PHOENIX— The Arizona Game and Fish Department reminds everyone to be Bear Aware, following separate incidents where habituated bears became a public safety threat and needed to be humanely euthanized under department policy.
AZGFD wildlife managers removed a sub-adult male bear from the north Phoenix neighborhood of Anthem that had previously been relocated from Prescott. Officers in the White Mountains were forced to remove a habituated female bear feeding on large piles of food and water left by a local resident.
The same female bear had been captured in Pinetop in June, 2017 and was relocated to a pre-approved release site near the Mogollon Rim, approximately 55 miles away. In May, it returned to Pinetop with two cubs. A day after euthanizing the bear, neighbors told AZGFD about the bear’s two cubs, which were safely located, evaluated by a local veterinarian and transferred to Bearizona in Williams.
AZGFD is keeping an eye on other nuisance bears in Show Low, Yarnell, Pinetop, Mesa and along the southern border.The common thread among each of the incidents is bears looking for an easy meal and water in populated areas.
“When a bear becomes habituated to people for food and water, it can become a real threat to public safety,” AZGFD Wildlife Manager Shawn Wagner said. “People feeding wildlife think they’re helping wildlife, but they’re putting everyone’s safety at risk — whether it’s a neighbor out walking their pet or a family out for a jog. When a bear doesn’t get the meal it’s become accustomed to, it can attack whoever is around.”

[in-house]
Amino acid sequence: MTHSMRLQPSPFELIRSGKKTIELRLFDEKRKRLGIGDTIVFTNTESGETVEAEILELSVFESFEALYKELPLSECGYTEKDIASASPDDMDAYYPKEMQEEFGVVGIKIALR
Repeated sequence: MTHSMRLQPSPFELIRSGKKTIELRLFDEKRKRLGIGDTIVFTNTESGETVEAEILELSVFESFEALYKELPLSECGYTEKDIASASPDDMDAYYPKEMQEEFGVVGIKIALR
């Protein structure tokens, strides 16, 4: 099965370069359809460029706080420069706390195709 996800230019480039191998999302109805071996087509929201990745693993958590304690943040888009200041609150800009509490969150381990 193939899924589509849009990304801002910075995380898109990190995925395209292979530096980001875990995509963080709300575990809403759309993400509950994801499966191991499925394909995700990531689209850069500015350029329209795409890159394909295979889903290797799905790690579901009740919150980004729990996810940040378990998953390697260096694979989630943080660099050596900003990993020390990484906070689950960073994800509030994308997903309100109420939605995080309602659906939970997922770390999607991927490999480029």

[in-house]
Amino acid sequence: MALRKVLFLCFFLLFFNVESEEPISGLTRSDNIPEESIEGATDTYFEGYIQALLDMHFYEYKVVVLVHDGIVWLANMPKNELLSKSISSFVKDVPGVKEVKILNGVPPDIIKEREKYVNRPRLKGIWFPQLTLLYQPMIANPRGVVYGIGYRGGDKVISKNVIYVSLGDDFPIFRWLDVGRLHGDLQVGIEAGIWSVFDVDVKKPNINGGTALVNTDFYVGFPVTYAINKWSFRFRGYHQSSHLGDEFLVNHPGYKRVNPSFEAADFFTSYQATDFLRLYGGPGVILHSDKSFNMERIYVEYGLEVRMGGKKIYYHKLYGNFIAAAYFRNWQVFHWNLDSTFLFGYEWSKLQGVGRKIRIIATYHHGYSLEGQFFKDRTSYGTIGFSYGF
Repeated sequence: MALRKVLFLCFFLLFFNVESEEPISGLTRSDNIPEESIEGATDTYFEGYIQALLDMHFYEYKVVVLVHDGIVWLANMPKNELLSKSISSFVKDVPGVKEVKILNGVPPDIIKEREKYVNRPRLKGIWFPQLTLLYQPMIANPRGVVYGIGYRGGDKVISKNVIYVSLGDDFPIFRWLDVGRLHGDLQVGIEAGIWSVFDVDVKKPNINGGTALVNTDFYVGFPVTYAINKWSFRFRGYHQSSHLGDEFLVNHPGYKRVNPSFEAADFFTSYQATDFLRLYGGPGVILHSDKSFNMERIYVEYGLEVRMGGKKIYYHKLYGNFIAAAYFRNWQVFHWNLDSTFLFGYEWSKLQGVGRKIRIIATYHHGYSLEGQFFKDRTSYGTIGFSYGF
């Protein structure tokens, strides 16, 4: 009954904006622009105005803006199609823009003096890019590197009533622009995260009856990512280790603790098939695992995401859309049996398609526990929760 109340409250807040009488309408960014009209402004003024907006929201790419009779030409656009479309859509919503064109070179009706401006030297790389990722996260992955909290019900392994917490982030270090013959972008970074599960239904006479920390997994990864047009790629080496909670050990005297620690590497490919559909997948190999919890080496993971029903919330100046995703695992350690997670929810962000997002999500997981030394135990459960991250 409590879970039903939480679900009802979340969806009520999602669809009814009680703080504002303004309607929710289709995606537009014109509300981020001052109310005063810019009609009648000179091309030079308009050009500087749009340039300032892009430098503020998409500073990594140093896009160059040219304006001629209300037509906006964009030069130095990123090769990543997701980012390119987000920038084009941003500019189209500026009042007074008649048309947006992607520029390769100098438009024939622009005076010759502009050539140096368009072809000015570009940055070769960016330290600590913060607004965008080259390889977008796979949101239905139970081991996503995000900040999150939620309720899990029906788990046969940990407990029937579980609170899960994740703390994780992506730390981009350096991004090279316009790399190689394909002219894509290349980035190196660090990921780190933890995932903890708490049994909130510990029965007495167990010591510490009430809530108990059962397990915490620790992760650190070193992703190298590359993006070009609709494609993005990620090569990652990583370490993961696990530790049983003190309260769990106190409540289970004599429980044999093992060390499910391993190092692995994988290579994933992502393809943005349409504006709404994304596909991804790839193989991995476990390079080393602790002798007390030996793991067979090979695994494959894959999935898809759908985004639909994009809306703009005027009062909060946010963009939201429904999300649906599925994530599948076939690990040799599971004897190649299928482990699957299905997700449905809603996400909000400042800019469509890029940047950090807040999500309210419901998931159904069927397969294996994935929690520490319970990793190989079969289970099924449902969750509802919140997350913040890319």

Under department’s human-wildlife conflict policy, wildlife officers consider the bear’s behavior, age, sex and whether it’s a threat to human safety when determining when to relocate or lethally remove a bear.
The department spends considerable time and resources each year to remove or relocate habituated bears to minimize the risk to people. However, relocating a bear doesn’t always solve the problem. Approximately half of all bears relocated will return to where they were captured, no matter how great the distance.
Extended drought conditions also make it more difficult for bears to find natural food and water sources, increasing the chances that bears will visit neighborhoods. Bears become habituated to human-related food sources and quickly lose their fear of humans. As such, people should remove bird seed, hummingbird feeders, pet food and trash from their homes.
People should never intentionally feed wildlife.
Do your part to keep bears from posing a threat and needing to be removed:
Keep all trash inside a secured area until collection day. If that’s not possible, keep food waste in a bag in the freezer and place those in the trash as close to collection time as possible.
If you’ll be out of town or are a weekend visitor, ask a neighbor to place your trash out on collection day.
Take bird feeders down at night.
Keep pet food inside or remove all uneaten food.
For a brochure on living with bears and other wildlife, visit any AZGFD office or visit www.azgfd.com/Wildlife/LivingWith.